For Psoriasis Awareness Month: The Psoriasis Support Community on Inspire Talks Treatments

By Kathleen Hoffman, PhD, MSPH

Try to list chronic illnesses that you think have a major effect on the person’s daily quality of life. You can probably think of several, but is psoriasis on the list? It ought to be. One Inspire member described his current symptoms in a post:

Standing still in one place for five seconds feels like super pressure [around my] ankle and legs and hundreds of ants and burning. Sitting on a desk with step stool is little better in terms of pressure but still feels like hundreds of ants eating my skin (which is largely pinkish red).

Psoriasis is a chronic skin disease that appears episodically, and while each person’s case varies in severity, this member is describing a flare. While there are many forms, the most common form of psoriasis causes the skin to form red, itchy scaly patches, most commonly on the knees, elbows, trunk and scalp.1 Up to one-third of patients with psoriasis develop psoriatic arthritis, a related inflammation of the joints.2

Quality of Life

Psoriasis has no cure, and it’s common. A 2013 study estimated that between 1-3 percent of the US population has psoriasis of some form. The same study concluded that psoriasis and psoriatic arthritis “present a substantial public health burden in terms of healthcare costs…; employment and ability to work; and quality of life,” and determined that the disease was serious enough to require a national Public Health Agenda.3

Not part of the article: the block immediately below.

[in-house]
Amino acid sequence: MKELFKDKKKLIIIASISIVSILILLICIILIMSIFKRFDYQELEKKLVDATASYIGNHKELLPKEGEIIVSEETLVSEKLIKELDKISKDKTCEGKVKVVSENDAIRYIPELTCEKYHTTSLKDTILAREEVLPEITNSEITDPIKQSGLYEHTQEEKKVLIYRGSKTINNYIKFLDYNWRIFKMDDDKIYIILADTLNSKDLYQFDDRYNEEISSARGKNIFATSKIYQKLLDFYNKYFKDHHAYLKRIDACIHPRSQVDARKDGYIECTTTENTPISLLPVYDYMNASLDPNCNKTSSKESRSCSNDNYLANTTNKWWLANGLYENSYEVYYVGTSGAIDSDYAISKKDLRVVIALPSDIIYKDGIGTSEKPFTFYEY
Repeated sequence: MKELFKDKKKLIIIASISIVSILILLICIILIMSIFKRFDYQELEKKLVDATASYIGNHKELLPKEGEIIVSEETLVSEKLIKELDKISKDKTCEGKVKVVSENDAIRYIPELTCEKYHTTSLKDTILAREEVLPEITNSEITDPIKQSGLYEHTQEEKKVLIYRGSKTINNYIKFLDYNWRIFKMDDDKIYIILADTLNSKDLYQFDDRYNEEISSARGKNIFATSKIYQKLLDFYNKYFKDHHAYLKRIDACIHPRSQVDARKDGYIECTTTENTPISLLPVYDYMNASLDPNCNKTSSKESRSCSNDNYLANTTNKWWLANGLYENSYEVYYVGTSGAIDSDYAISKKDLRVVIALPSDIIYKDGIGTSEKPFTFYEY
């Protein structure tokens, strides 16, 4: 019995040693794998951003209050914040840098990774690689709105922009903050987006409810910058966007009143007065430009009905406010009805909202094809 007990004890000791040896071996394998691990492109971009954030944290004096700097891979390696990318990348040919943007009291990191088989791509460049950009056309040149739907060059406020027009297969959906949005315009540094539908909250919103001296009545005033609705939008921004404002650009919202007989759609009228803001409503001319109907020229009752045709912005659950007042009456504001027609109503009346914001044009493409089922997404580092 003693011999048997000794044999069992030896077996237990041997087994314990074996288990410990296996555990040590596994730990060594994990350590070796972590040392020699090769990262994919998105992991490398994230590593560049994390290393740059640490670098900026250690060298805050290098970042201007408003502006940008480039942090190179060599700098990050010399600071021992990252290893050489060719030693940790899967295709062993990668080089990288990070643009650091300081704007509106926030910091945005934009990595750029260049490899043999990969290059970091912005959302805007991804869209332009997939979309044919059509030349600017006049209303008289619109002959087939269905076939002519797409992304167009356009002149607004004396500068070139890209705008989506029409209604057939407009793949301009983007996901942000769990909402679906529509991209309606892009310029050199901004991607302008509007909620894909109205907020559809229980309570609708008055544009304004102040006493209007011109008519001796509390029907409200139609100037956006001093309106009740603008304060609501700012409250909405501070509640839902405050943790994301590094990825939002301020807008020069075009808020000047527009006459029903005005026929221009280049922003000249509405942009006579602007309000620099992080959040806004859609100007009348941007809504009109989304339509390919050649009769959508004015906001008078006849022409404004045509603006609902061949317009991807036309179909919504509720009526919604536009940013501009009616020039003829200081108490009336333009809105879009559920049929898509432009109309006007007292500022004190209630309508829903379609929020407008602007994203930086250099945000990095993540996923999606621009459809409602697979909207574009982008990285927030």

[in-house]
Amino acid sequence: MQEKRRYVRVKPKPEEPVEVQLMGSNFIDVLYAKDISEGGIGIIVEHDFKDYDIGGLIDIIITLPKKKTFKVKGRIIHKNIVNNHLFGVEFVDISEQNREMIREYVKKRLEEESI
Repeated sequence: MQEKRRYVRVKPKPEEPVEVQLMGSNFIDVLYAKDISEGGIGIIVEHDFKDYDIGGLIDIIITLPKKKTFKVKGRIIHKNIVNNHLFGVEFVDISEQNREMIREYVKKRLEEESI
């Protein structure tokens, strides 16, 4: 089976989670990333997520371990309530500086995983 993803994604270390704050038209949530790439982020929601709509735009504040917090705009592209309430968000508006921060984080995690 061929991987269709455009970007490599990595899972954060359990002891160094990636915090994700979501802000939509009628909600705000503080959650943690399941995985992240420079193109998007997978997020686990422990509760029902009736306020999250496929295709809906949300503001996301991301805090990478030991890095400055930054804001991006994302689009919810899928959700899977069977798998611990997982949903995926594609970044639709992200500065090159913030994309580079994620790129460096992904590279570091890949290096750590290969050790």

Given that the disease causes eruptions of skin rashes, it is visible and unpredictable in addition to being painful. Psoriasis often takes a social and emotional toll. One member said:

This Psoriasis is really getting to me mentally and I’m struggling emotionally. I really don’t think that people around you realise the enormous effect that this condition has on your mental state.

A 2012 study validated the toll psoriasis takes on quality of life. The authors interviewed over 429 adults with psoriasis using the SF-12, the short form Health Survey, to quantify both the mental and physical burden of psoriasis as compared with other major chronic diseases. They determined that psoriasis patients had MCSs [Mental Component Scores] that were similar to those of patients with heart disease, hearing impairment, diabetes, and cancer, among others, “…whereas they had PCSs [Physical Component Scores] that were similar to those of patients with back pain or sciatica, dermatitis, depression, anemia, and vision or hearing impairment.”4

So what helps? Another study concluded that social support helps people with psoriasis adapt to having the disease:

The patients reporting higher social support levels had significantly higher quality of life, lower depression levels, and higher acceptance of life with the disease,” with social support slightly more closely associated with better acceptance of life with the disease in men, and more closely associated with lower depression and better quality of life in women.5

Treatment Discussions

Medications are available for symptoms. Members often ask their physicians about medications after discussing with their fellow members.